Jupiter’s Moons: What’s in a Name?
“He made the stars also…”
Somewhere, hidden deep in a box in a storeroom, is a book about the planets, written and presented to me by a TV astronomer in Britain. In the section about Jupiter, it informs me that the Solar System’s largest planet has 10 moons. Since that book was published, in the early 1970s, they have found a few more. As I write this script, an article in New Scientist informs me that Jupiter has 79 known moons.
The article also said that 5 recently discovered moons have just been given official names.
It was interesting to read how the names are assigned. The moon’s discoverer has the right to suggest a name, and the International Astronomical Union (IAU) decides on the suitability of the name. Greco-Roman mythology is mined for the names of the Jovian system. All Jupiter’s moons are named after legendary lovers or descendants of Jupiter/Zeus. One extra nugget, however, that I had not previously known is this: If the moon’s name ends with an “a”, it means that it orbits retrograde, compared to the normal orbital direction of planets and moons.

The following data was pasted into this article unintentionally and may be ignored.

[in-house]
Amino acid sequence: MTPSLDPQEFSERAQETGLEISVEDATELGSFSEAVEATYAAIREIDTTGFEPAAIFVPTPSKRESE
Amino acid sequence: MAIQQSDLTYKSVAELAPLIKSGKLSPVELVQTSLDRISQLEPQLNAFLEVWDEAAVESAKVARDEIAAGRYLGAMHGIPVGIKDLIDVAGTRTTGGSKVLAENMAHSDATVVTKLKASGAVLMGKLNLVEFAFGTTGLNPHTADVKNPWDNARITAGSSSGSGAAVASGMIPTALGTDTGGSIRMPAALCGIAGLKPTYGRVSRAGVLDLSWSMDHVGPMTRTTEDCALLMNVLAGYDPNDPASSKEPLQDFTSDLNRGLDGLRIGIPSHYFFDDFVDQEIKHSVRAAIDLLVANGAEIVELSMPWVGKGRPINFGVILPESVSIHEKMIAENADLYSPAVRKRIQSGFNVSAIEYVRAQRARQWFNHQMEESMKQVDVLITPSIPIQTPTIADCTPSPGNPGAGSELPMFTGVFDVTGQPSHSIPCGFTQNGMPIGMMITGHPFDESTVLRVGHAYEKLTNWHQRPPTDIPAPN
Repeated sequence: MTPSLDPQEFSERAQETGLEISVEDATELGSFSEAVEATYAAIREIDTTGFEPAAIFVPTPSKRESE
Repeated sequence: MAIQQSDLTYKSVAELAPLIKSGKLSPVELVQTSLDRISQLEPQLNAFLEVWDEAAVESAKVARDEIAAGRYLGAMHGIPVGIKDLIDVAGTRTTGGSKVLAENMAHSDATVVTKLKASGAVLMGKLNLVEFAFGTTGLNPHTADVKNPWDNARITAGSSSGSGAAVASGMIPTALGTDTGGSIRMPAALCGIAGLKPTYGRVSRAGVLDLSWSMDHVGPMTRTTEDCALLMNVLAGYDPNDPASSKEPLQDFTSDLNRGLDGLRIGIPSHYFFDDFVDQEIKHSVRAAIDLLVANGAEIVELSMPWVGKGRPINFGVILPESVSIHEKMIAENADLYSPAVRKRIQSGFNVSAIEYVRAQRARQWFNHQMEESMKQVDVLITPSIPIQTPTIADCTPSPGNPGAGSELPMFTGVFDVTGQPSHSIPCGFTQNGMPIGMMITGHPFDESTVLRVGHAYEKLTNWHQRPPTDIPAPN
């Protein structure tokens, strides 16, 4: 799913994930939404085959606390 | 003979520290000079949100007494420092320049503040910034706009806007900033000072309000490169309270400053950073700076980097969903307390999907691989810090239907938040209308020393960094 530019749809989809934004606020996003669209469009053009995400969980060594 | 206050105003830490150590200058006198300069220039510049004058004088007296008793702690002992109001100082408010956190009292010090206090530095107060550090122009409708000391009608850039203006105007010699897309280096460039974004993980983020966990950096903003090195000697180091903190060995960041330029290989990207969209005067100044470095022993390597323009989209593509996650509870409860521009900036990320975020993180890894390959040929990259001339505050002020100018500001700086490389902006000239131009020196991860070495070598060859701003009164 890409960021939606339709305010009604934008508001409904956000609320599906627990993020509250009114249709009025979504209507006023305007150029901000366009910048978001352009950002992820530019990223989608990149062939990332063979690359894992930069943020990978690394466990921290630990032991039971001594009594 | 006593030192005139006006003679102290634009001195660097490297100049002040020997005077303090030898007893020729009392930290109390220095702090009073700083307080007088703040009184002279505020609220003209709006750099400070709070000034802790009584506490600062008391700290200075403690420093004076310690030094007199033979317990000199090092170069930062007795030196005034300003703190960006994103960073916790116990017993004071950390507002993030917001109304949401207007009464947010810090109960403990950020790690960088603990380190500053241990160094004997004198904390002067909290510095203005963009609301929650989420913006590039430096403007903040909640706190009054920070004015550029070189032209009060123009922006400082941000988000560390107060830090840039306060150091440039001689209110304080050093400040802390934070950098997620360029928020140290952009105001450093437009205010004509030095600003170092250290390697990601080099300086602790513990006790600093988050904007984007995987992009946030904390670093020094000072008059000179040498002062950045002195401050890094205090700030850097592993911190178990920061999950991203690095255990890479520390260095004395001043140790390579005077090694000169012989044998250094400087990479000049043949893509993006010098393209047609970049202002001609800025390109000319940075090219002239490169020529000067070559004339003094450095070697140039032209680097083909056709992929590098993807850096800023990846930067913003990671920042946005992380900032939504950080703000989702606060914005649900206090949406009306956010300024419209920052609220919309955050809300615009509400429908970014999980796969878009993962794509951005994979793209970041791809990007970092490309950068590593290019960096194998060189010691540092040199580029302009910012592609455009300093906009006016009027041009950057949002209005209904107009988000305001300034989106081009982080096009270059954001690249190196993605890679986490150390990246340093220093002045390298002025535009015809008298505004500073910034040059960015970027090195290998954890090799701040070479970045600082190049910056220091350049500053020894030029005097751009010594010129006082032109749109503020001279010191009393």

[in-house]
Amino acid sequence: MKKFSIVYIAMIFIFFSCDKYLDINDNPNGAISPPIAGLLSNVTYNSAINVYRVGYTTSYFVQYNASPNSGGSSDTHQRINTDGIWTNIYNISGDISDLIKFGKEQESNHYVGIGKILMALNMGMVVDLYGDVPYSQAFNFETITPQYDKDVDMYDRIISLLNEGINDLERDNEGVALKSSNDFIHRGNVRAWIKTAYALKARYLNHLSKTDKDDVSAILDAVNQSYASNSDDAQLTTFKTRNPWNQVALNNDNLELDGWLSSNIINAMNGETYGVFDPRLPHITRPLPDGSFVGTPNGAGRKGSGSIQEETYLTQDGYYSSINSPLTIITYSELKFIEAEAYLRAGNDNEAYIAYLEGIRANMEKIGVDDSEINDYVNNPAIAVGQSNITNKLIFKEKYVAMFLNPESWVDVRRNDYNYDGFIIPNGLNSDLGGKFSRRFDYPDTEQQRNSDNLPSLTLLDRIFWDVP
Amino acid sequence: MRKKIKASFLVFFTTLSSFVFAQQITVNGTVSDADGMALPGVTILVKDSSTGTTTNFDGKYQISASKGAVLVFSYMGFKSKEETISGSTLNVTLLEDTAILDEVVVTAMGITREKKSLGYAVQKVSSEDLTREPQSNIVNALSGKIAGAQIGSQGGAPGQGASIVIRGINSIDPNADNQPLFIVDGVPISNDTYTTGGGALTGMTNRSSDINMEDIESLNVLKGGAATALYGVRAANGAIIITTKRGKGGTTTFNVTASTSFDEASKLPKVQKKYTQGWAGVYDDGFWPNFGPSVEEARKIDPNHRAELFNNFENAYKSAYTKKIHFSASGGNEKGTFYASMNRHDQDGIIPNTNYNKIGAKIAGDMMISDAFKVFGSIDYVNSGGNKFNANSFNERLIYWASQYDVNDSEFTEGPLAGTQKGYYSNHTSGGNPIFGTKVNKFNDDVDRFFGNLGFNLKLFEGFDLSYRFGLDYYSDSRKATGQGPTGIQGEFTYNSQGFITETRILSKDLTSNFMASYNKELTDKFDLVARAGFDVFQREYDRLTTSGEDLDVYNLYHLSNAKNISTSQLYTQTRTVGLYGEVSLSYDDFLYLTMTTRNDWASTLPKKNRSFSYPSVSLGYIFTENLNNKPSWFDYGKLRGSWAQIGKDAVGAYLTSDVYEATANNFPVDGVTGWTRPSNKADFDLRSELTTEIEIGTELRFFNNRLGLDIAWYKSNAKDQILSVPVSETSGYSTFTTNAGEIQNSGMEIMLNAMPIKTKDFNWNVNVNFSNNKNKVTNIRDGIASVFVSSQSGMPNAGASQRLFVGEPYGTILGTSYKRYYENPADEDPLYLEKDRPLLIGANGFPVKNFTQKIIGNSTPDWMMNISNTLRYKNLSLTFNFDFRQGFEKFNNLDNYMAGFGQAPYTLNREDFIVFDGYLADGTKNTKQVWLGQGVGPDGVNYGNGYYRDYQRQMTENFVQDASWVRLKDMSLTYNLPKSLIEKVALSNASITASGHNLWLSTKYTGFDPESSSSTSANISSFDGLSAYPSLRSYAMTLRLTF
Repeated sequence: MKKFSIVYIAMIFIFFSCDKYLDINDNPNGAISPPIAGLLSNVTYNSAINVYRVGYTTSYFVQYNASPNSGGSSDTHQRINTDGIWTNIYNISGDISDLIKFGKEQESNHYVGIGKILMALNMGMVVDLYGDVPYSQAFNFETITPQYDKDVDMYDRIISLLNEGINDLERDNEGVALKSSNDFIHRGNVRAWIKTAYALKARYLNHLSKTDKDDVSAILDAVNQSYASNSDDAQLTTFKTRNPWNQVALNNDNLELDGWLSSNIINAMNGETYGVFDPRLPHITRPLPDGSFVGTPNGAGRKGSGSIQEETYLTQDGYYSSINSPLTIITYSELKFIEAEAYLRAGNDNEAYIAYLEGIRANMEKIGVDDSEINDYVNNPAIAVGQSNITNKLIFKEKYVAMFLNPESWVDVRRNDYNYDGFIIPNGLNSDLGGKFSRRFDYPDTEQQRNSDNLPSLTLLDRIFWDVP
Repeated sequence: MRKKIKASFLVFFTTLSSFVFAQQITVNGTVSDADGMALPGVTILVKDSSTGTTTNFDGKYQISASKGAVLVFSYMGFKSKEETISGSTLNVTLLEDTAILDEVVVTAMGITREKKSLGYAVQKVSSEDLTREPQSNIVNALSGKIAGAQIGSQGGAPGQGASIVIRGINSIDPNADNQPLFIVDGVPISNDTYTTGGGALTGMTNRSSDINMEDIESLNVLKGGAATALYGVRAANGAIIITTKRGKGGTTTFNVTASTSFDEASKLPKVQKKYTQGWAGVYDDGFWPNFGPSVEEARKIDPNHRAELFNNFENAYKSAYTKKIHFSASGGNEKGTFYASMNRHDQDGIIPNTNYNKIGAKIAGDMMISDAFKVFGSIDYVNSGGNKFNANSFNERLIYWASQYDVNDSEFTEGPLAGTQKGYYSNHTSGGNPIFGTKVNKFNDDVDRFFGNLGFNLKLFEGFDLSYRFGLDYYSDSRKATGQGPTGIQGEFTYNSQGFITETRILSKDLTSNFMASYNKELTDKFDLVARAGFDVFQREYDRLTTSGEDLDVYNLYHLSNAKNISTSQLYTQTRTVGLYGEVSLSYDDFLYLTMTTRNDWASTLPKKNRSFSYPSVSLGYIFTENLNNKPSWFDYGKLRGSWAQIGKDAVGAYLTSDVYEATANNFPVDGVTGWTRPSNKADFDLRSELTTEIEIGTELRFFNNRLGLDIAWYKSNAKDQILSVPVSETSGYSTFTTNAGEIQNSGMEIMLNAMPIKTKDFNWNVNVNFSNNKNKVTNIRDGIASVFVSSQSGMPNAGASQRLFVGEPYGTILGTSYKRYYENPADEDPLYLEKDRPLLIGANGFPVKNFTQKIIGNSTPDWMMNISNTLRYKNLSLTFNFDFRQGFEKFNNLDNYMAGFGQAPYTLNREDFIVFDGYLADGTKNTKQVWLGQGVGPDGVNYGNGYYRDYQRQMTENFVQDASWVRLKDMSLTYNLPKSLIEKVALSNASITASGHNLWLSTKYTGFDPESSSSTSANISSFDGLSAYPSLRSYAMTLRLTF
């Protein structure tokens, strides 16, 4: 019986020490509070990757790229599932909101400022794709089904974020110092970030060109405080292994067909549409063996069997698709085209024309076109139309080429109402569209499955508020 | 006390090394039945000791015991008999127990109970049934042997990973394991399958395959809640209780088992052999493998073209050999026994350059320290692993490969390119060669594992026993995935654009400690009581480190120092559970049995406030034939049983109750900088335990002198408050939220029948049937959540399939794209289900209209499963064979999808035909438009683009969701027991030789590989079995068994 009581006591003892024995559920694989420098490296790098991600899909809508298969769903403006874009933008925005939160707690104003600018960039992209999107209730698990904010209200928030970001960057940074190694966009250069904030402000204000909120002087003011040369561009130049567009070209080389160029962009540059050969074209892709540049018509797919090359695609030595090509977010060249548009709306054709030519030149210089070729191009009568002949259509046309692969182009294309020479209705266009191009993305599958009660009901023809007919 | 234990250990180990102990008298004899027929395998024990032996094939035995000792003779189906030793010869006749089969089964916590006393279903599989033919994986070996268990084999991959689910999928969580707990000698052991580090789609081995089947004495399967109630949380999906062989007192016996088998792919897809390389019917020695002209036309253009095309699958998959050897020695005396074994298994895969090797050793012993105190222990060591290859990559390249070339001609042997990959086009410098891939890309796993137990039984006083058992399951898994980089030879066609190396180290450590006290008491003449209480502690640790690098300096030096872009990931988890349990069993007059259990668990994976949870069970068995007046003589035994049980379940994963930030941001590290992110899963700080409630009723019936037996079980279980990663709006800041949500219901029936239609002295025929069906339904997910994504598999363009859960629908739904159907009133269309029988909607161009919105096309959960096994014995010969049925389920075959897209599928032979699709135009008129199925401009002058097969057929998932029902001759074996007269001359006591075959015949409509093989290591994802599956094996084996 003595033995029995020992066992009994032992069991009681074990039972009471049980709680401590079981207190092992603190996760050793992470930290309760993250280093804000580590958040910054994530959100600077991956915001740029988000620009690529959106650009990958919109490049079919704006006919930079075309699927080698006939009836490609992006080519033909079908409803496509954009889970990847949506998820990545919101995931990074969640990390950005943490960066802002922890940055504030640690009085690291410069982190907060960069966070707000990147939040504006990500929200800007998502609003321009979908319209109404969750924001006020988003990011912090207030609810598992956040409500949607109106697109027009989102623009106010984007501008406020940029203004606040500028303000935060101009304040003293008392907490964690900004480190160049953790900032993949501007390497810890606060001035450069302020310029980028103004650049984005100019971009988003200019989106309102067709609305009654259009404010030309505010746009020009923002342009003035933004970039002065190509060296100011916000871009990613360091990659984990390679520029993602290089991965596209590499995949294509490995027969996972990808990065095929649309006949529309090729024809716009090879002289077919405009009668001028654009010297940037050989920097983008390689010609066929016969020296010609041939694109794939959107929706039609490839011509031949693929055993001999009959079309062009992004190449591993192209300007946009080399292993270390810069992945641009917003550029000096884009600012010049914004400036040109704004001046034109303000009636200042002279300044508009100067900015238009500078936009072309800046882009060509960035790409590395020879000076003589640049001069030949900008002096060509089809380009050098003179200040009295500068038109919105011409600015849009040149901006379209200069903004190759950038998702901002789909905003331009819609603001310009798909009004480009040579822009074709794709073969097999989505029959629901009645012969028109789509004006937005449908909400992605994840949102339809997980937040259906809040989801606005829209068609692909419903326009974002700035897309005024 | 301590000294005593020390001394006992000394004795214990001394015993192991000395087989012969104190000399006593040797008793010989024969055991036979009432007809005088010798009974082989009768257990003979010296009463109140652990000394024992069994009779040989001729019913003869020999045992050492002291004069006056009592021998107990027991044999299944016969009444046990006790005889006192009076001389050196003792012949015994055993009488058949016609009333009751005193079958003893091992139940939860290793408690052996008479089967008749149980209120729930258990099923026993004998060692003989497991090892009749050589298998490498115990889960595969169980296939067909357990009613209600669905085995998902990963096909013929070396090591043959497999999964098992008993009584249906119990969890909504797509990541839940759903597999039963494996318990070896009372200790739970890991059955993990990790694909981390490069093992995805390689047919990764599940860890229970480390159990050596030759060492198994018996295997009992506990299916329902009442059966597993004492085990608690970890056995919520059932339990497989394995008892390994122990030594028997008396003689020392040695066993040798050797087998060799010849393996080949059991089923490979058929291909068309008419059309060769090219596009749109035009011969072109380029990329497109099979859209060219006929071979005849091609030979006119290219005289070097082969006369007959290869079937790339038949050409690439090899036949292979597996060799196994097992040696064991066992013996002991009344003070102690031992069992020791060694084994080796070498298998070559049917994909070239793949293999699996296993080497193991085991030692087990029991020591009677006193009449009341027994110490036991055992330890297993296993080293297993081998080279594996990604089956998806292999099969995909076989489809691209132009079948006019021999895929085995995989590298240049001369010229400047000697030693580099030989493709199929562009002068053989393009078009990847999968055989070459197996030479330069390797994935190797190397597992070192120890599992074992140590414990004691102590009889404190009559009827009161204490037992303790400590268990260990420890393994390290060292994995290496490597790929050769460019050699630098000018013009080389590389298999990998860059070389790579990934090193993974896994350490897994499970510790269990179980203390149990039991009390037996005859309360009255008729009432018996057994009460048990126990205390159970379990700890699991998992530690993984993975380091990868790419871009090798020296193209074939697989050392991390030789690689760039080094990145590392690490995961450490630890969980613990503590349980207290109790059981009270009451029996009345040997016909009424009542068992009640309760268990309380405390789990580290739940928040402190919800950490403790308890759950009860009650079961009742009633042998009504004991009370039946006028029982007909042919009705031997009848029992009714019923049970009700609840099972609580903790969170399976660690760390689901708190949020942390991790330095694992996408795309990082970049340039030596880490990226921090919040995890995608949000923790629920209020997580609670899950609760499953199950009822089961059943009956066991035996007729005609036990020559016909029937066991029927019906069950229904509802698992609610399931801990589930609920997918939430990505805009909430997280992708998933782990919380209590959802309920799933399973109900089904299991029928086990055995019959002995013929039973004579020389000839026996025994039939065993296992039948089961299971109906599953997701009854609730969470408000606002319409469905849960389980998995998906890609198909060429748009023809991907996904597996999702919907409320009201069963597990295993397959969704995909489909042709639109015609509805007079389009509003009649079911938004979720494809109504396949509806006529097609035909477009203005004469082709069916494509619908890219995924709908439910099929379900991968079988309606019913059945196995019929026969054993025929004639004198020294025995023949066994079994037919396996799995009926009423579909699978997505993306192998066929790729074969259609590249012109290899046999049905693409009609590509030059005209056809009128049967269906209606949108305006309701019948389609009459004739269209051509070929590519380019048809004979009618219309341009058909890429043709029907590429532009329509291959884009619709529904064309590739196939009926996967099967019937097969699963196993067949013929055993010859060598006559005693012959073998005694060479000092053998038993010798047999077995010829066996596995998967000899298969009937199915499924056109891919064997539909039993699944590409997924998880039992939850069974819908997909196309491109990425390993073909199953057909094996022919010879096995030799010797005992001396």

How did some moons manage to orbit in a retrograde manner in any case? If all these objects had condensed from solar dust, as deep-time astrophysicists suggest, angular momentum would require that they all orbit in the same direction. The existence of moons like Europa, Amalthea and newly named Pandia is a huge problem for evolutionary ideas about the planets.
Prayer: Lord God, everything that we learn about Your universe causes us to marvel more and more at Your greatness and how it all brings glory to Your Name. Amen.
Author: Paul F. Taylor
Ref: Crane, L. (2019), Five of Jupiter’s newly discovered moons have been given names, < https://www.newscientist.com/article/2214382-five-of-jupiters-newly-discovered-moons-have-been-given-names/ >, accessed 8/31/2019. Image: Jupiter and some moons, Public Domain image.
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